A special report published this month by Fairfax Media and The Huffington Post, uncovering a vast trove of leaked e-mails and confidential documents, reads more like a Tom Clancy novel than true-to-life business dealings, rich in international plots, secret meetings, late-night phone calls, code names, and much more. A six-month investigation by these media outlets exposed an extensive global web of bribery and corruption, in which high-ranking bureaucrats and politicians awarded billions of dollars in government contracts in exchange for bribes paid on behalf of some of the world’s largest companies.

The heart of the Fairfax Media and The Huffington Post investigation, “The Bribe Factory,” focuses on Unaoil. Owned by the wealthy Ahsani family, the company describes itself as “providing industrial solutions to the energy sector in the Middle East, Central Asia, and Africa.” Namely, to oil-rich countries ranked by Transparency International’s Corruption Perception Index as some of the most corrupt geographic locations in the world.

Companies that engaged Unaoil’s services include Siemens, Rolls-Royce, Petrofac, Halliburton, Weatherford, Eni, Samsung, Hyundai, Honeywell, FMC Technologies, SBM Offshore, and many more. According to the investigation, some of these companies believed they were hiring a reputable lobbyist who would get contracts on their behalf, while others knew or suspected bribery activity was occurring and turned a blind eye.

In a statement, Unaoil refuted the “grave allegations” made against it and said it was “confident” it would be cleared of wrongdoing by the relevant authorities. “At this point we are engaging with authorities and are considering what actions we will take,” the company said.

At least one company caught up in the bribery scandal—Petrofac—has confirmed that an internal investigation is underway. “We take any allegations of activities that may contravene our strict anti-bribery and corruption standards very seriously,” the company said. “We aspire to the highest standards of ethical behavior, and we are determined to investigate these allegations to the fullest extent possible.”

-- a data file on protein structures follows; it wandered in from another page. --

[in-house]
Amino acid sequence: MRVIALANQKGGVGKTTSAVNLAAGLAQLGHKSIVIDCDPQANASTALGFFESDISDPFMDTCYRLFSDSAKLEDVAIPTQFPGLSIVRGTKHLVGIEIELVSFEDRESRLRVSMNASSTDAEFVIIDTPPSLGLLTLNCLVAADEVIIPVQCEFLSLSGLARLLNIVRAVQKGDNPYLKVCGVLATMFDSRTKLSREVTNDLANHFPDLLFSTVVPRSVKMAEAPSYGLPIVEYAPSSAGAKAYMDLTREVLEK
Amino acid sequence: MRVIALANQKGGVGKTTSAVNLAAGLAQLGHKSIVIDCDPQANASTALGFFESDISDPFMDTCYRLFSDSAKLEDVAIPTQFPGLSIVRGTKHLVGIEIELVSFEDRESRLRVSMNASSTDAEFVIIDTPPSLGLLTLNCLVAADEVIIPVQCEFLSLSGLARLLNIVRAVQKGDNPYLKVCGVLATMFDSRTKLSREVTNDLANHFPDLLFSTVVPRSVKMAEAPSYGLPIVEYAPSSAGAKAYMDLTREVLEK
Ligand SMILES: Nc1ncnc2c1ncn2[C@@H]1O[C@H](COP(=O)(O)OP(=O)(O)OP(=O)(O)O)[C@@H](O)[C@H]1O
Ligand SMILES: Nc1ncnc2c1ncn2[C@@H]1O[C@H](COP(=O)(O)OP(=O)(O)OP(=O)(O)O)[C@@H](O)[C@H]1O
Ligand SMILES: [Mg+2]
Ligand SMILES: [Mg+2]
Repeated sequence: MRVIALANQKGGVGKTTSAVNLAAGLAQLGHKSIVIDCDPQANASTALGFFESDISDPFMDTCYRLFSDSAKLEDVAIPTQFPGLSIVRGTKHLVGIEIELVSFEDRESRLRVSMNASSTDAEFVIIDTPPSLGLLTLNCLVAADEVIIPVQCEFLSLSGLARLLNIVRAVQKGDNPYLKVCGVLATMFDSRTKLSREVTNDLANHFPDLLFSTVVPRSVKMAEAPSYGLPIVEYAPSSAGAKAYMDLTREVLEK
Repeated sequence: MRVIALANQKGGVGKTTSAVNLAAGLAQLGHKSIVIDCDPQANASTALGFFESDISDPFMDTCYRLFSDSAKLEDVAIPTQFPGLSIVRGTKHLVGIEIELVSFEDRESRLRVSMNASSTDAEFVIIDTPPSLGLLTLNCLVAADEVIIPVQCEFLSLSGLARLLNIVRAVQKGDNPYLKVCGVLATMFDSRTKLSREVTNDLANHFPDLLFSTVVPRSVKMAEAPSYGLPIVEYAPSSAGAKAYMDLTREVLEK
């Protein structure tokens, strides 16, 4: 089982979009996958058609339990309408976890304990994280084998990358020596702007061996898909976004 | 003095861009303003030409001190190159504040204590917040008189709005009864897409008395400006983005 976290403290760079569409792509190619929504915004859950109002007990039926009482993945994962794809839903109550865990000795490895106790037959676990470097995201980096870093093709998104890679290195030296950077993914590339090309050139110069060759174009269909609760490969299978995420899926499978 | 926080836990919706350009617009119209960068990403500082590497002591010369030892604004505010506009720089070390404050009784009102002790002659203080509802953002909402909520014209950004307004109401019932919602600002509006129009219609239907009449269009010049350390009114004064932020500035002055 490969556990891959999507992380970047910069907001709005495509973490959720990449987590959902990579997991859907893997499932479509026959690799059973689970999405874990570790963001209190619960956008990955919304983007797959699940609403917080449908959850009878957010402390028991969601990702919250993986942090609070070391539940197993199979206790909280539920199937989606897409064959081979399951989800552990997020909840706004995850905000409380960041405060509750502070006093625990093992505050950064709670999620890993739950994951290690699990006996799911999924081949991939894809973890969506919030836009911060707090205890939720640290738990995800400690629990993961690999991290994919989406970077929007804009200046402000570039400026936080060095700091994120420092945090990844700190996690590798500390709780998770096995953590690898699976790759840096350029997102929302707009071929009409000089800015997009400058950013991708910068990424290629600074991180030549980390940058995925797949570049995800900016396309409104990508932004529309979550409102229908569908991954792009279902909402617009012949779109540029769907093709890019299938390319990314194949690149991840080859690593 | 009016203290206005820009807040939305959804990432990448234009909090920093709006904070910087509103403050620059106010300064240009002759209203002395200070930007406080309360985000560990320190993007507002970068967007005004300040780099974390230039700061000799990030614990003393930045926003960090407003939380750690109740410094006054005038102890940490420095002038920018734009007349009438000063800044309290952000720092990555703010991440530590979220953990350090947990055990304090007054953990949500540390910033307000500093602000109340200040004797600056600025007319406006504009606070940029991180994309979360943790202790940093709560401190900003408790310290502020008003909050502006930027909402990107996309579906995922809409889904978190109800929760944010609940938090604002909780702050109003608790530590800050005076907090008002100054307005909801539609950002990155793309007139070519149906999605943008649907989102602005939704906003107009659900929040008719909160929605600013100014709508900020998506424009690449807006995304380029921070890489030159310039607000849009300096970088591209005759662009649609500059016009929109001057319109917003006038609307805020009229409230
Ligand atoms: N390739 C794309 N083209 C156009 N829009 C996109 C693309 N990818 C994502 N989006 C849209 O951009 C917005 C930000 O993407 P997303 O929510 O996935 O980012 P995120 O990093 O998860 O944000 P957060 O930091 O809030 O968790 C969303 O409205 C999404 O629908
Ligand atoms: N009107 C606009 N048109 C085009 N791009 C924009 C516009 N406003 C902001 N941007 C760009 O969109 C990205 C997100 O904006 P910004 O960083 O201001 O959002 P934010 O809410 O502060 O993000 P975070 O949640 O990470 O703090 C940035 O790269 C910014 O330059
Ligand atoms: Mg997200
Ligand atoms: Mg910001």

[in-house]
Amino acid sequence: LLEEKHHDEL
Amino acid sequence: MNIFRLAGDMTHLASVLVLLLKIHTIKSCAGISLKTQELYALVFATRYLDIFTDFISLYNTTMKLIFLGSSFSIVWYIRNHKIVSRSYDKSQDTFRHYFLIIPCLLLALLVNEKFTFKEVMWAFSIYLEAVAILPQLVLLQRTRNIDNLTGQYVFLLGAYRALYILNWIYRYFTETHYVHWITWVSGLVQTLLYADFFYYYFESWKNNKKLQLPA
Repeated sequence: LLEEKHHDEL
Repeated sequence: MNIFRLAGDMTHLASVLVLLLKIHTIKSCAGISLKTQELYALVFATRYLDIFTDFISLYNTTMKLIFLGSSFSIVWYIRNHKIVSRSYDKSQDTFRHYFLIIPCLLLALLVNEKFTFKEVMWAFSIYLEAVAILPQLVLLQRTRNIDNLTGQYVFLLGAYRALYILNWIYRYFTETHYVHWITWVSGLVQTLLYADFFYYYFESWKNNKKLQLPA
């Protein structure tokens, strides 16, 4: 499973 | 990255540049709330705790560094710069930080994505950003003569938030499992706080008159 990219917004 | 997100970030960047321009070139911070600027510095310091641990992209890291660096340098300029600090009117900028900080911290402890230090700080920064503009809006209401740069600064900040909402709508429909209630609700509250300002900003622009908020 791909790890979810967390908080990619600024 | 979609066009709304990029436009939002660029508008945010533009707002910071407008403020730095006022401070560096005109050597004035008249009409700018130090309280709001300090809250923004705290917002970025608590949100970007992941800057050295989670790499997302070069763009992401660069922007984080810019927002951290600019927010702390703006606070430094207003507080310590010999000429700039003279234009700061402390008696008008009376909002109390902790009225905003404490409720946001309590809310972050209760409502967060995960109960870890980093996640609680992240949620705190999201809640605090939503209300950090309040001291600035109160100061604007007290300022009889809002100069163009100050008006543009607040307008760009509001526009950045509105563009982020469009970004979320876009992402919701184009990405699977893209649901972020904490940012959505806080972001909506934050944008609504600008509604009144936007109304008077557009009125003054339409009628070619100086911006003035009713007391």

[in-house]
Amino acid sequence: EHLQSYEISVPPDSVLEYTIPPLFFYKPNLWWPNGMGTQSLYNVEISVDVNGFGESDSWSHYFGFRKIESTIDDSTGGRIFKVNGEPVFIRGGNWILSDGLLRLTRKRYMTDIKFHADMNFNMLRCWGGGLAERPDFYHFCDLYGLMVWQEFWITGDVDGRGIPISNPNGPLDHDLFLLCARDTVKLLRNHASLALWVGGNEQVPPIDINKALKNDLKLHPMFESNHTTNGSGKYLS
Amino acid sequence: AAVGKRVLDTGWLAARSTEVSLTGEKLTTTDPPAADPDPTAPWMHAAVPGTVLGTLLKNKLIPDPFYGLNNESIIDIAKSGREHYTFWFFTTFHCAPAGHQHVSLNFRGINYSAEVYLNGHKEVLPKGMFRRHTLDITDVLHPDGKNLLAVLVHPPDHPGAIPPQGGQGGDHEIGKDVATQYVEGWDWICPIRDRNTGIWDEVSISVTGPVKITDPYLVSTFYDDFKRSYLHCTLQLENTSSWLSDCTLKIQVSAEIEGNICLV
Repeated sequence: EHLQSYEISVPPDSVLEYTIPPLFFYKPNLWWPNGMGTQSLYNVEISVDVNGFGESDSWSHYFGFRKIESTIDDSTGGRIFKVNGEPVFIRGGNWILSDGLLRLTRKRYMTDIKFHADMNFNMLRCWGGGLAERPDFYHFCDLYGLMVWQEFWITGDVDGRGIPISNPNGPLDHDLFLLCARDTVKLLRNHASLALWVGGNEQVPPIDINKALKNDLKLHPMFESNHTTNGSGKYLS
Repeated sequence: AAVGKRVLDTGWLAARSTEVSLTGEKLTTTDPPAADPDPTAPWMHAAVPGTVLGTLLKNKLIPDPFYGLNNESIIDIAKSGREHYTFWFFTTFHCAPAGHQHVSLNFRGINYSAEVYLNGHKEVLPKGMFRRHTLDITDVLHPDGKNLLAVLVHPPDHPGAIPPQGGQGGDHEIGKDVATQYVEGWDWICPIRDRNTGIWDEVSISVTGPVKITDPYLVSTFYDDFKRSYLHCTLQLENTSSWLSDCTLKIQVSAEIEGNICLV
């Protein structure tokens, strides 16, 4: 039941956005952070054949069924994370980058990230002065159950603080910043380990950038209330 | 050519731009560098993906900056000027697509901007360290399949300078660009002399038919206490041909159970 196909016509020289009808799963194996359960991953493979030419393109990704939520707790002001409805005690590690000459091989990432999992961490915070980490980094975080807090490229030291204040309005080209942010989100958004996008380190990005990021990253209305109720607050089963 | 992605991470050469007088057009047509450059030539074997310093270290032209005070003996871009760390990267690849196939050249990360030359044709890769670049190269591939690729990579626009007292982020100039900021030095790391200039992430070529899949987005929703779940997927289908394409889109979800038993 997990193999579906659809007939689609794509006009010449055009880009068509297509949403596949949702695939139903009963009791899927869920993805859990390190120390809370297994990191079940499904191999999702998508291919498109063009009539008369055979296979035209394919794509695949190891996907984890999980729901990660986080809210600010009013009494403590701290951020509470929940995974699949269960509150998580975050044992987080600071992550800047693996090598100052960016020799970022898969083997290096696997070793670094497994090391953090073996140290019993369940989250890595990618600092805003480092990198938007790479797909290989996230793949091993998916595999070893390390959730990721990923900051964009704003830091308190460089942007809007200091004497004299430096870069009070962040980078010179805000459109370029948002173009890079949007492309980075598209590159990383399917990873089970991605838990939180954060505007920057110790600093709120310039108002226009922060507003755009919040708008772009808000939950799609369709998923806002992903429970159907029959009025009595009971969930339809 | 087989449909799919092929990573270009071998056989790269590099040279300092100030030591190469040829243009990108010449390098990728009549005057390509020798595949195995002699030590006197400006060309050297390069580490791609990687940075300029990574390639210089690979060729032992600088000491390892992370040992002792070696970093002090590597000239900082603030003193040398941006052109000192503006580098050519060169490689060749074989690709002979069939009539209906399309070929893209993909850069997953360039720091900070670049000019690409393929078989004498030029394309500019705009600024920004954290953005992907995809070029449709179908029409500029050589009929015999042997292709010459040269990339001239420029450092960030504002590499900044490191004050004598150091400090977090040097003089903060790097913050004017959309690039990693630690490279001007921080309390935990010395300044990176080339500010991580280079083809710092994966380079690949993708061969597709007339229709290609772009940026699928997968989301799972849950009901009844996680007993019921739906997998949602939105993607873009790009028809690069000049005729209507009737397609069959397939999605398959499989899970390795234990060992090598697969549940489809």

Poor due diligence

For compliance officers, the massive bribery scandal surrounding Unaoil is a stark reminder about the importance—and shortcomings—of due diligence, especially when it concerns third parties with a low public profile and no discernible evidence of wrongdoing.

For example, TRACE International, a reputable non-profit business association, which completed TRACEcertified due diligence reports on two of the Unaoil companies, says Unaoil was cooperative throughout several due diligence reviews.  

“Unaoil’s due diligence reports contained a number of items that increased their risk level substantially, but there was no credible evidence of bribery or other misconduct,” says Alexandra Wrage, president of TRACE. “Unaoil is headquartered in a tax haven, and while this is certainly a red flag, it’s not illegal.”

“Unaoil’s due diligence reports contained a number of items that increased their risk level substantially, but there was no credible evidence of bribery or other misconduct.”
Alexandra Wrage, President, TRACE International

“Reputational screenings resulted in negative media hits, but we addressed these,” Wrage adds. Negative media hits were offset by a London High Court ruling, which Wrage says found that evidence of corrupt payments was at best, tenuous.

“Their TRACE certification report included four red flags,” Wrage says. “None precluded certification, as risk factors vary by company, but that might call for further investigation depending on the specifics, scope, and structure of the deal the company was looking at.”